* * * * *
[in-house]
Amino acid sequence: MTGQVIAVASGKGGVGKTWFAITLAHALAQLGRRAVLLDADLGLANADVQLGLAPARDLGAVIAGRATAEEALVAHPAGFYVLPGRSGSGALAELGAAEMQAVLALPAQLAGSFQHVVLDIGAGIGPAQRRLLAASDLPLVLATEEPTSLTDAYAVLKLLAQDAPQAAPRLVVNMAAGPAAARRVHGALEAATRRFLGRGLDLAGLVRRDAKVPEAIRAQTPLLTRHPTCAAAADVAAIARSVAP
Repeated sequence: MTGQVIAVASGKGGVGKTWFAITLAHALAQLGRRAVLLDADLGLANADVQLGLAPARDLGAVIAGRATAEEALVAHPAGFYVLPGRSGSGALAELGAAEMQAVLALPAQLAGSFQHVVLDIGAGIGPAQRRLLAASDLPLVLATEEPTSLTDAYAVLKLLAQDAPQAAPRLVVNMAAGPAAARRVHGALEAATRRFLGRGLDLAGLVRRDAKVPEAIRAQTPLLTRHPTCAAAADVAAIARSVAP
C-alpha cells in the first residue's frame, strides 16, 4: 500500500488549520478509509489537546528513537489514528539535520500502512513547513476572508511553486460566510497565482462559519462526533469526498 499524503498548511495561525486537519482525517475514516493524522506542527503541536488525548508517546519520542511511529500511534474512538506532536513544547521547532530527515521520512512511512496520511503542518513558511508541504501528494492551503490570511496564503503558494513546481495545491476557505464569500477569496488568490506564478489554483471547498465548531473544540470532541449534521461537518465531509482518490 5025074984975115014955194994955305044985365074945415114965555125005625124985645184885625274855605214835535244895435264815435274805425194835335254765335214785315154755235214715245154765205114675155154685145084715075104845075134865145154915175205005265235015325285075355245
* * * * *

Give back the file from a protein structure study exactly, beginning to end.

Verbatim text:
[in-house]
Amino acid sequence: MTGQVIAVASGKGGVGKTWFAITLAHALAQLGRRAVLLDADLGLANADVQLGLAPARDLGAVIAGRATAEEALVAHPAGFYVLPGRSGSGALAELGAAEMQAVLALPAQLAGSFQHVVLDIGAGIGPAQRRLLAASDLPLVLATEEPTSLTDAYAVLKLLAQDAPQAAPRLVVNMAAGPAAARRVHGALEAATRRFLGRGLDLAGLVRRDAKVPEAIRAQTPLLTRHPTCAAAADVAAIARSVAP
Repeated sequence: MTGQVIAVASGKGGVGKTWFAITLAHALAQLGRRAVLLDADLGLANADVQLGLAPARDLGAVIAGRATAEEALVAHPAGFYVLPGRSGSGALAELGAAEMQAVLALPAQLAGSFQHVVLDIGAGIGPAQRRLLAASDLPLVLATEEPTSLTDAYAVLKLLAQDAPQAAPRLVVNMAAGPAAARRVHGALEAATRRFLGRGLDLAGLVRRDAKVPEAIRAQTPLLTRHPTCAAAADVAAIARSVAP
C-alpha cells in the first residue's frame, strides 16, 4: 500500500488549520478509509489537546528513537489514528539535520500502512513547513476572508511553486460566510497565482462559519462526533469526498 499524503498548511495561525486537519482525517475514516493524522506542527503541536488525548508517546519520542511511529500511534474512538506532536513544547521547532530527515521520512512511512496520511503542518513558511508541504501528494492551503490570511496564503503558494513546481495545491476557505464569500477569496488568490506564478489554483471547498465548531473544540470532541449534521461537518465531509482518490 5025074984975115014955194994955305044985365074945415114965555125005625124985645184885625274855605214835535244895435264815435274805425194835335254765335214785315154755235214715245154765205114675155154685145084715075104845075134865145154915175205005265235015325285075355245